Billboard Proclaiming Role Of 'Real' Men And Women Sows A Sexist Mystery

"I take it as a very deliberate jab at women who demand equality," said the organizer of a protest.

A billboard in North Carolina declares a very strong opinion on “real” men and women ― and it has a lot of people talking about gender roles and family households.

The billboard along a Winston-Salem highway reads in large print, with no other context: “Real men provide. Real women appreciate it.”

An anonymous group leased the billboard for at least 30 days, The Associated Press reported.

Bill Whiteheart, president of the advertising company that owns the billboard, told CNN the group that purchased the $2,000 ad space wants to stay anonymous. 

“We’re not supportive of or in opposition to the message,” Whiteheart told CNN. “We’re just the messenger.”

The billboard’s message, however, has offended some local residents. Boutique owner Molly Grace has created a Facebook event scheduled for Sunday morning to protest the billboard.

“I take it as a very deliberate jab at women who demand equality and demand to be seen as equals and those who are vocal,” Grace told local news station WXII-12. “To me, it’s also a very blatant statement about wanting to silence women and tell them to accept the way that things are.”

But not everyone thinks the sign is offensive. In fact, Grace’s Facebook event page has become a platform for debate on what the sign actually means.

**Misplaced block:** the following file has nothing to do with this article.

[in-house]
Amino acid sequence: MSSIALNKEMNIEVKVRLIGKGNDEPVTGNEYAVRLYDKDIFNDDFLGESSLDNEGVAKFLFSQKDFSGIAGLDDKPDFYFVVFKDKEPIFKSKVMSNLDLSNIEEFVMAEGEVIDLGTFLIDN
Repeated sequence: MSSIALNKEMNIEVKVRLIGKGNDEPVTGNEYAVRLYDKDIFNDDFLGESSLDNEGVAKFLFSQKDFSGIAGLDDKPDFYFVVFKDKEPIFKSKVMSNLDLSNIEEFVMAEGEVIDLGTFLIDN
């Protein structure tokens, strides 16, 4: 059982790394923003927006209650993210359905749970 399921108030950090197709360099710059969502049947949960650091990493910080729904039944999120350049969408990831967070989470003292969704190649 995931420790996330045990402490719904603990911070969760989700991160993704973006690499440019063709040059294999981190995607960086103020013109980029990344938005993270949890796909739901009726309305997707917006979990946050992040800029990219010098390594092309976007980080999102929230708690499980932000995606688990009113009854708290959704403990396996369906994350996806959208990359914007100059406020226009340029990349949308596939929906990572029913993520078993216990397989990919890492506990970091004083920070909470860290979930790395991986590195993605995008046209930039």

Some argue that the sign devalues women who are breadwinners for their families and single women who provide for themselves. Others say the sign appears to be a derogatory statement against men who don’t provide for their families

“I would assume if you had a husband that loves you and appreciates you and showed it enough to carry your family and kids, that you would appreciate it,” resident Nathan Walin told WHNT News 19. “I don’t know why that would be offensive.

Heated discussions on the Facebook event page often touch on the lifestyle choices of single mothers, stay-at-home mothers and single working women. Grace clarified on Facebook that Sunday’s protest is about the sign’s “choice of words.”

“The sentiment that has upset SO many people...is the notion that these roles, on the billboard at least, are limited by their assigned gender,” Grace wrote on the Facebook event page.

Whiteheart, the owner of the billboard, said an announcement about the billboard would be coming. He didn’t elaborate, according to AP.



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